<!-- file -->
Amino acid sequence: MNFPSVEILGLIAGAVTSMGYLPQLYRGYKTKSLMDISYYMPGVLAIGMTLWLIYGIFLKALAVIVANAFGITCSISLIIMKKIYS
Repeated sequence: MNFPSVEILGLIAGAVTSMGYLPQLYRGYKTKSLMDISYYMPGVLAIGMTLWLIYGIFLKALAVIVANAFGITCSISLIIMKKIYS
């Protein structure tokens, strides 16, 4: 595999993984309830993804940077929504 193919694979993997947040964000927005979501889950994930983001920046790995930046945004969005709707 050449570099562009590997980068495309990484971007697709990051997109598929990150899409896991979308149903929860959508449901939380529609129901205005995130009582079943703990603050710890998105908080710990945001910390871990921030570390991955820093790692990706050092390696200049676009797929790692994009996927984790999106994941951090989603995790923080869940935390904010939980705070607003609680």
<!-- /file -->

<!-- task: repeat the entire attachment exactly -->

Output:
Amino acid sequence: MNFPSVEILGLIAGAVTSMGYLPQLYRGYKTKSLMDISYYMPGVLAIGMTLWLIYGIFLKALAVIVANAFGITCSISLIIMKKIYS
Repeated sequence: MNFPSVEILGLIAGAVTSMGYLPQLYRGYKTKSLMDISYYMPGVLAIGMTLWLIYGIFLKALAVIVANAFGITCSISLIIMKKIYS
């Protein structure tokens, strides 16, 4: 595999993984309830993804940077929504 193919694979993997947040964000927005979501889950994930983001920046790995930046945004969005709707 050449570099562009590997980068495309990484971007697709990051997109598929990150899409896991979308149903929860959508449901939380529609129901205005995130009582079943703990603050710890998105908080710990945001910390871990921030570390991955820093790692990706050092390696200049676009797929790692994009996927984790999106994941951090989603995790923080869940935390904010939980705070607003609680």